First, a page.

• Paramountcy, Civil Service, Judiciary, Police and the Army under the Company; British Policy and Paramountcy in the Princely States under the Crown.
  • Local Self-Government. Constitutional Changes, 1909 – 1935.

Unit – VIII

  • Colonial Economy: Changing Composition, Volume and Direction of Trade.
  • Expansion and Commercialization of Agriculture, Land Rights, Land Settlements, Rural Indebtedness, Landless Labour, Irrigation and Canal System.
  • Decline of Industries – Changing Socio-Economic Conditions of Artisans; De-urbanisation; Economic Drain; World Wars and Economy.
  • British Industrial Policy; Major Modern Industries; Nature of Factory Legislation; Labour and Trade Union Movements.
  • Monetary Policy, Banking, Currency and Exchange, Railways and Road Transport, Communications – Post & Telegraph.
  • Growth of New Urban Centres; New Features of Town Planning and Architecture, Urban Society and Urban Problems.
  • Famines, Epidemics and Government Policy. Tribal and Peasant Movements.
  • Indian Society in Transition: Contact with Christianity – the Missions and Missionaries; Critique of Indian Social and Economic Practices and Religious Beliefs; Educational and Other Activities.
  • The New Education – Government Policy; Levels and Contents; English Language; Development of Science, Technology, Public Health & Medicine – Towads Modernism.
  • Indian Renaissance – Socio-Religious Reforms; Emergence of Middle Class; Caste Associations and Caste Mobility.
  • Women’s Question – Nationalist Discourse; Women’s Organisations; British Legislation concerning Women, Gender Identity & Constitutional Position.
  • The Printing Press – Journalistic Activity and the Public opinion.
  • Modernisation of Indian Languages and Literary Forms – Reorientation in Painting, Music and Performing Arts.

Unit – IX

  • Rise of Indian Nationalism: Social and Economic basis of Nationalism. Birth of Indian National Congress; Ideologies and Programmes of the Indian
  • National Congress, 1885-1920: Early Nationalists, Assertive Nationalists and Revolutionaries. Swadeshi and Swaraj.
  • Gandhian Mass Movements; Subas Chandra Bose and INA; Role of Middle Class in National Movement; Women Participation in National Movement.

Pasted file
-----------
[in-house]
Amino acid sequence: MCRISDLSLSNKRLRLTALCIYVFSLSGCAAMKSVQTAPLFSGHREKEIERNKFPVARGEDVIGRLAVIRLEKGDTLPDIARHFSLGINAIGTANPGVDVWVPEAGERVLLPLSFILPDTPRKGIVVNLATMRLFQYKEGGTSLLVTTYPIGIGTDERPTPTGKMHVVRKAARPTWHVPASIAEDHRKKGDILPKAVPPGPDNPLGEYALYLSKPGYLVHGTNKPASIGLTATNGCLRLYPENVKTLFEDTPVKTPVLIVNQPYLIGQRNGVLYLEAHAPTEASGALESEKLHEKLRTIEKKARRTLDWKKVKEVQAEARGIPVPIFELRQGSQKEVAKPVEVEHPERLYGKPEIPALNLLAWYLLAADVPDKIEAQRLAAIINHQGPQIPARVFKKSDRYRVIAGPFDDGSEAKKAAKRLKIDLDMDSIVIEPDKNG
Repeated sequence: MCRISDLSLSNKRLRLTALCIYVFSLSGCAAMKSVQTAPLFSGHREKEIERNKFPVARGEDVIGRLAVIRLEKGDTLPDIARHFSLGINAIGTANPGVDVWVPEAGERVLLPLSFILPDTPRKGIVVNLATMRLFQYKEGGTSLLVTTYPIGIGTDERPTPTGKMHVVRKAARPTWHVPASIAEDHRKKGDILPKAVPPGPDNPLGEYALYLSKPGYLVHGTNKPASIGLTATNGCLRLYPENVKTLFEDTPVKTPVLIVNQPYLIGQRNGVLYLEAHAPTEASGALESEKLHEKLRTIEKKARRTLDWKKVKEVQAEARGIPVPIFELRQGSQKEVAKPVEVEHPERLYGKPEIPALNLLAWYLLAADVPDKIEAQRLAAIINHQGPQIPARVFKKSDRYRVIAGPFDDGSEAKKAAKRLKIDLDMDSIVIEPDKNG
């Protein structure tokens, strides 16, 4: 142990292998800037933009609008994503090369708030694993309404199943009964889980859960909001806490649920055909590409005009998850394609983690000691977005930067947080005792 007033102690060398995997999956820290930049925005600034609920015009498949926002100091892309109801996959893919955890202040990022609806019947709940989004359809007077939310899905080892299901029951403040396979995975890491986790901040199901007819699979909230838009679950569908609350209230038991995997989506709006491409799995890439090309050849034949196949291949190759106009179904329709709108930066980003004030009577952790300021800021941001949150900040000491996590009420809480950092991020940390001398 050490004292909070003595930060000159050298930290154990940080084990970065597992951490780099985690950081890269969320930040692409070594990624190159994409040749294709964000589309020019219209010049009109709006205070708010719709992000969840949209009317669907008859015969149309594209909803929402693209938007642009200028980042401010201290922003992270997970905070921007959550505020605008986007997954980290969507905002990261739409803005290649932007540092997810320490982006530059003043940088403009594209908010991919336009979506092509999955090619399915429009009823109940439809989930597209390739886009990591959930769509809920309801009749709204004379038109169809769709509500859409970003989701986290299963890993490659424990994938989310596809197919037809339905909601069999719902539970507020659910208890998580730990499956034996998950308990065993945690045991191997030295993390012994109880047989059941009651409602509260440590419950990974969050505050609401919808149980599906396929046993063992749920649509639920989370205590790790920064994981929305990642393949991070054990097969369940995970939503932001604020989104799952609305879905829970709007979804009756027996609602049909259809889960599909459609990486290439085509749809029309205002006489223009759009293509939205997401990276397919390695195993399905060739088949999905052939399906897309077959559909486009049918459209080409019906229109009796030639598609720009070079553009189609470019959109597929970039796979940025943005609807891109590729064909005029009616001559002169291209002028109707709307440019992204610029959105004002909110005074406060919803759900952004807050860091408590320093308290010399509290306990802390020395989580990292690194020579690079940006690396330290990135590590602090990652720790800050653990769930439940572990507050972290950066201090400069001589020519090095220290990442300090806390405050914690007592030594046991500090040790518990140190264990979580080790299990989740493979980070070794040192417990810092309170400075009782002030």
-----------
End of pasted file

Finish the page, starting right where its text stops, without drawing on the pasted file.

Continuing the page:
• Left Wing Politics. Depressed Class Movement.
  • Communal Politics; Muslim League and Genesis of Pakistan. Towards Independence and Partition.
  • India after Independence: Challenges of Partition; Integration of the Indian Princely States; Kashmir, Hyderabad & Junagarh.
  • B.R. Ambedkar – The making of the Indian Constitution, its Features.
  • The Structure of Bureaucracy. New Education Policy.
  • Economic Policies and the Planning process; Development, Displacement and Tribal Issues.
  • Linguistic Reorganisation of States; Centre-State Relations.
  • Foreign Policy Initiatives – Panchsheel; Dynamics of Indian Politics-Emergency; Liberalisation, Privatisation & Globalisation of Indian Economy.

Unit – X

  •  Historical Method, Research, Methodology and Historiography: Scope and Importance of History
  • Objectivity and Bias in History
  • Heuristics Operation, Criticism in History, Synthesis and Presentation History and its Auxiliary Sciences
  • History a Science, Arts or a Social Science Causation and Imagination in History Significance of Regional History
  • Recent Trends of Indian History Research Methodology Hypothesis in History
  • Area of Proposed Research
  • Sources – Data Collection, Primary / Secondary, Original and Transit Sources
  • Trends in Historical Research Recent Indian Historiography Selection of Topic in History
  • Notes Taking, References, Footnotes and Bibliography Thesis and Assignment Writing
  • Plagiarism, Intellectual Dishonesty and History Writing Beginnings of Historical Writings – Greek, Roman and Church Historiography
  • Renaissance and its Impact on History Writing Negative and Positive Schools of Historical Writing Berlin Revolution in History Writing – Von Ranke Marxist Philosophy of History – Scientific Materialism Cyclical Theory of History – Oswald Spengler
  • Challenge and Response Theory – Arnold Joseph Toynbee Post – Modernism in History.

A few tips

  • Start your preparation for UGC NET history by understanding the exam pattern and the syllabus for the UGC NET history exam. This will help you know what to expect on the day of the exam and will also help you plan your study schedule.

  • Make a study plan for your UGC NET history preparation and stick to it. Try to devote a certain amount of time each day to studying for the exam, and cover all the essential topics in the syllabus.
  • Use study materials such as books, notes, and online resources to help you prepare for the exam. Make sure to use materials that are relevant and up-to-date.
  • Practice as many mock tests as possible to help you get used to the exam format and to identify your strengths and weaknesses.
  • Take care of your physical and mental health. Make sure to get enough sleep, exercise, and eat well during the exam preparation. This will help you stay focused and energized.
  • Don't panic or get stressed out. Instead, try to stay calm and focused on your studies. Remember that hard work and dedication can go a long way in helping you succeed in the exam.